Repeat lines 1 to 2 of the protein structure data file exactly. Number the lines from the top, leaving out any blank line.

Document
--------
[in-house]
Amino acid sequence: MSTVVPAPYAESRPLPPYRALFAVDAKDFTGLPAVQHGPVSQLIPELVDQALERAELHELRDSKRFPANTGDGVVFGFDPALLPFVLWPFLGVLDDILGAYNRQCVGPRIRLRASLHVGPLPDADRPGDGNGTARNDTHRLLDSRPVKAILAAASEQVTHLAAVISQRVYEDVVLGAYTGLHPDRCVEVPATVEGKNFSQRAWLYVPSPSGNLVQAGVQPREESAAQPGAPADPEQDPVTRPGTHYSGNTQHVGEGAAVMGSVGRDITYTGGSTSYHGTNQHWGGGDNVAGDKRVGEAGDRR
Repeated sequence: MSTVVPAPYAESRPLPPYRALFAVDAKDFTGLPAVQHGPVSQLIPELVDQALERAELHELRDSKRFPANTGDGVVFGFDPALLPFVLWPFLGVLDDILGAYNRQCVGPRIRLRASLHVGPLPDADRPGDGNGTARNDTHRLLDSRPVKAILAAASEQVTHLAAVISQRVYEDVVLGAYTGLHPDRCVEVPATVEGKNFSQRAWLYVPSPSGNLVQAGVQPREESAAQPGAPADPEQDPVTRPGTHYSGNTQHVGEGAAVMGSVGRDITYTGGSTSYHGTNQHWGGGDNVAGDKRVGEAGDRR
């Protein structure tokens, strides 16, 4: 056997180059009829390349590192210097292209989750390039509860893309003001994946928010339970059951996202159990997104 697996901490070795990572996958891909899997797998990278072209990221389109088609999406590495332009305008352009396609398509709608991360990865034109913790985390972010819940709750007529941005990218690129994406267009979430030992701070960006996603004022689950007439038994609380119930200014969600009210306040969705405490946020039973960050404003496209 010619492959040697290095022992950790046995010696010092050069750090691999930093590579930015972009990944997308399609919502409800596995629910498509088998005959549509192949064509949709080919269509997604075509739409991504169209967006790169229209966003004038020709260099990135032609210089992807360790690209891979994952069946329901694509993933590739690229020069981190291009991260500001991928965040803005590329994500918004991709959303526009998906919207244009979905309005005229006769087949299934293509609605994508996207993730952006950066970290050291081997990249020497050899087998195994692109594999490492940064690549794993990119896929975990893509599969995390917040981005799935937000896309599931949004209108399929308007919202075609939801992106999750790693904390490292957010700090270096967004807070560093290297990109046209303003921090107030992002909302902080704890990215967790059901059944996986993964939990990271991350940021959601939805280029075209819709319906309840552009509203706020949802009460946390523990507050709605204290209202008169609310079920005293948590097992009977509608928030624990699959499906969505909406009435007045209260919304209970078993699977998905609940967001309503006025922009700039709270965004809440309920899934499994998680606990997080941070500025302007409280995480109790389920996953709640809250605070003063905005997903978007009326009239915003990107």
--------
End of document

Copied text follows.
[in-house]
Amino acid sequence: MSTVVPAPYAESRPLPPYRALFAVDAKDFTGLPAVQHGPVSQLIPELVDQALERAELHELRDSKRFPANTGDGVVFGFDPALLPFVLWPFLGVLDDILGAYNRQCVGPRIRLRASLHVGPLPDADRPGDGNGTARNDTHRLLDSRPVKAILAAASEQVTHLAAVISQRVYEDVVLGAYTGLHPDRCVEVPATVEGKNFSQRAWLYVPSPSGNLVQAGVQPREESAAQPGAPADPEQDPVTRPGTHYSGNTQHVGEGAAVMGSVGRDITYTGGSTSYHGTNQHWGGGDNVAGDKRVGEAGDRR